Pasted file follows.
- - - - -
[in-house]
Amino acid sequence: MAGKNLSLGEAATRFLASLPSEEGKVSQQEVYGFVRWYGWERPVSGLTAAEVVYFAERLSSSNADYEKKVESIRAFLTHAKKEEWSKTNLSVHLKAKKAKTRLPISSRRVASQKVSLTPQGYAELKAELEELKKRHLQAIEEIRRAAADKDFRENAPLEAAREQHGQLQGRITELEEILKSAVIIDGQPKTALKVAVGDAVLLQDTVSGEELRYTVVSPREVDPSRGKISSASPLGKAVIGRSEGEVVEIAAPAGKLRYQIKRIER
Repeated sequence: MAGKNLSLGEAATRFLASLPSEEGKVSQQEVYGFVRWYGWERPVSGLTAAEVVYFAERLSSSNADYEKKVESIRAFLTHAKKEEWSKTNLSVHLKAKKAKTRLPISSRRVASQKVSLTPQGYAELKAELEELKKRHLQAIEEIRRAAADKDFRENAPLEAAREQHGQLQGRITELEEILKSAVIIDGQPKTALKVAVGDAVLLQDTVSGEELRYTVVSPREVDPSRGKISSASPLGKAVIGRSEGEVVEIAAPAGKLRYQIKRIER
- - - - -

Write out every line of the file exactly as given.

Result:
[in-house]
Amino acid sequence: MAGKNLSLGEAATRFLASLPSEEGKVSQQEVYGFVRWYGWERPVSGLTAAEVVYFAERLSSSNADYEKKVESIRAFLTHAKKEEWSKTNLSVHLKAKKAKTRLPISSRRVASQKVSLTPQGYAELKAELEELKKRHLQAIEEIRRAAADKDFRENAPLEAAREQHGQLQGRITELEEILKSAVIIDGQPKTALKVAVGDAVLLQDTVSGEELRYTVVSPREVDPSRGKISSASPLGKAVIGRSEGEVVEIAAPAGKLRYQIKRIER
Repeated sequence: MAGKNLSLGEAATRFLASLPSEEGKVSQQEVYGFVRWYGWERPVSGLTAAEVVYFAERLSSSNADYEKKVESIRAFLTHAKKEEWSKTNLSVHLKAKKAKTRLPISSRRVASQKVSLTPQGYAELKAELEELKKRHLQAIEEIRRAAADKDFRENAPLEAAREQHGQLQGRITELEEILKSAVIIDGQPKTALKVAVGDAVLLQDTVSGEELRYTVVSPREVDPSRGKISSASPLGKAVIGRSEGEVVEIAAPAGKLRYQIKRIER